Syphilis rates continue rising among gay men

BY admin

March 10 2004 1:00 AM ET

Health experts on Monday said they were troubled by the recent resurgence in syphilis in the United States, especially among gay and bisexual men. The researchers, citing studies presented at the 2004 National STD Prevention Conference in Philadelphia, are worried that many Americans, especially gay and bisexual men and adolescents, are tuning out safer sex messages. Researchers also reported high rates of the human papillomavirus and chlamydia, another common venereal infection, and other sexually transmitted diseases among some groups. "STDs can cause serious medical consequences, including infertility, transmission to newborns, neurologic damage, and increased risk of HIV transmission," said Ronald Valdiserri, deputy director of HIV, STD and Tuberculosis prevention programs at the Centers for Disease Control and Prevention. "While we acknowledge the successful declines in herpes, overall STD rates in the U.S. remain alarmingly high."

The prevalence of herpes simplex virus type 2, the most common cause of genital herpes, declined to 17.6% among those aged 14 to 49 in the 1999-2000 period from 21.3% in the 1988-1994 period, according to data from two CDC surveys. The prevalence of the incurable virus fell 74% among those aged 14 to 19.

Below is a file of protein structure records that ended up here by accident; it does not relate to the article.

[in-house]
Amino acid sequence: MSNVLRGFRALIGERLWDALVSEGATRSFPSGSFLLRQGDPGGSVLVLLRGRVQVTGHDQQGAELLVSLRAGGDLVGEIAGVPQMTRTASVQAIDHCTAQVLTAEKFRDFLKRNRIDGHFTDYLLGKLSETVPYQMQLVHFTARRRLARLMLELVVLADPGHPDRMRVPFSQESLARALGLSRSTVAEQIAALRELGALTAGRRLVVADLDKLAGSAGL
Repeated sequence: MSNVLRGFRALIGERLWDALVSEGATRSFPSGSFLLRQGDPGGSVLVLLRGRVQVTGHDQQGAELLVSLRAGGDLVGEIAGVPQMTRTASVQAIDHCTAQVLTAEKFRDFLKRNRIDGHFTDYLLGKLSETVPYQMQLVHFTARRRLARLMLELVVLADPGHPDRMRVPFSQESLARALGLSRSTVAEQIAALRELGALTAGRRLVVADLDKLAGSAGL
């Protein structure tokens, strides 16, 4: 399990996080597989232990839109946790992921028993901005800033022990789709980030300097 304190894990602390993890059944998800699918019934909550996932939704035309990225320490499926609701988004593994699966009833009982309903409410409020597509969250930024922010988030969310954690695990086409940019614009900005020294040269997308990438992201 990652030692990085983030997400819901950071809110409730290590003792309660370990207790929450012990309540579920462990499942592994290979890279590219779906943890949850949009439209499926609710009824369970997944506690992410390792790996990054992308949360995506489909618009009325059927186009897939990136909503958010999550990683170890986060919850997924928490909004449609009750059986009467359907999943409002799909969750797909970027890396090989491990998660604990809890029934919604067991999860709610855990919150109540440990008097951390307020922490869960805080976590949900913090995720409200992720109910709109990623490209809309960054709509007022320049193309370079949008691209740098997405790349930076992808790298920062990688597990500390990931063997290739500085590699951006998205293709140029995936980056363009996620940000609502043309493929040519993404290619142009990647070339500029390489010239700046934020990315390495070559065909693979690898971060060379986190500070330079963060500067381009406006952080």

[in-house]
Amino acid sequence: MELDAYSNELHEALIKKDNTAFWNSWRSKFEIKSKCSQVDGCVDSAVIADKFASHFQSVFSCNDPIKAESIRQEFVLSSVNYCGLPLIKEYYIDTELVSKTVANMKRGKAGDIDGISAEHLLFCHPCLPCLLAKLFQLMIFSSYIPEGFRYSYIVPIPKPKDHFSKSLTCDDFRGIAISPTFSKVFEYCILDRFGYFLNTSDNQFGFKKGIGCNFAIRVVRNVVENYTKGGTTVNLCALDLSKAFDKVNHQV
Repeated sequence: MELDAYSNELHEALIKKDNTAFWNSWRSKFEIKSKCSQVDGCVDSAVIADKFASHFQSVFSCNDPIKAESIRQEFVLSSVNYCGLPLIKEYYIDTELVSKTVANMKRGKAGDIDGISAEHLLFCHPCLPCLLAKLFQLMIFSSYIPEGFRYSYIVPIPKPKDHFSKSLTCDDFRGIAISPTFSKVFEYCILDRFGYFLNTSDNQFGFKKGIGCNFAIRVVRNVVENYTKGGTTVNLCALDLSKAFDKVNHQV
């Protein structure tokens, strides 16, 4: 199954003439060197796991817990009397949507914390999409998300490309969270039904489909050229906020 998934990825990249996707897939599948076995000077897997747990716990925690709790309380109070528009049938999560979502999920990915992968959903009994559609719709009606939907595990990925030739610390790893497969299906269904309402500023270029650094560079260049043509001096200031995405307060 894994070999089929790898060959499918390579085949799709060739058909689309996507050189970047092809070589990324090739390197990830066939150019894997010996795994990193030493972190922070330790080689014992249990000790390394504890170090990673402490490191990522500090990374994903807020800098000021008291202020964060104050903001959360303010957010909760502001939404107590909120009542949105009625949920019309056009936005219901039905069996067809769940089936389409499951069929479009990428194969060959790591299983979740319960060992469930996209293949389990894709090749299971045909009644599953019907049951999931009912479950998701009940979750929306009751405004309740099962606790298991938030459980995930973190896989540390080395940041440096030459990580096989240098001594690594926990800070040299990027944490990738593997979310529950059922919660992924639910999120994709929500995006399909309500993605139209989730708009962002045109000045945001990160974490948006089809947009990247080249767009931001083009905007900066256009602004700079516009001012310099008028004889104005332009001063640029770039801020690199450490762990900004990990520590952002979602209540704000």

But a rising number of syphilis infections in men, particularly among those who are gay or bisexual, helped fuel a rise in the nation's syphilis rate in 2003, according to preliminary data released by the CDC. Last year, there were 7,082 confirmed cases of primary and secondary syphilis, the initial stages of the disease, compared with 6,862 cases in 2002, according to the data. The rate of syphilis rose to 2.5 cases per 100,000 people from 2.4 cases per 100,000 in 2003. CDC researchers estimate that 60% of the cases occurred among men who had sex with men, compared with 5% in 1999. The resurgence of the disease in that high-risk group is of particular concern because of its links to the HIV. Studies have shown that syphilis and other STDs increase the likelihood of HIV infection. Up to 70% of gay and bisexual men infected in recent syphilis outbreaks in the United States were HIV positive. In addition to helping spread HIV, untreated syphilis can cause arthritis, heart disease, insanity, and death as well as miscarriages, stillbirths, and severe infections in newborn babies.

Tags: Health

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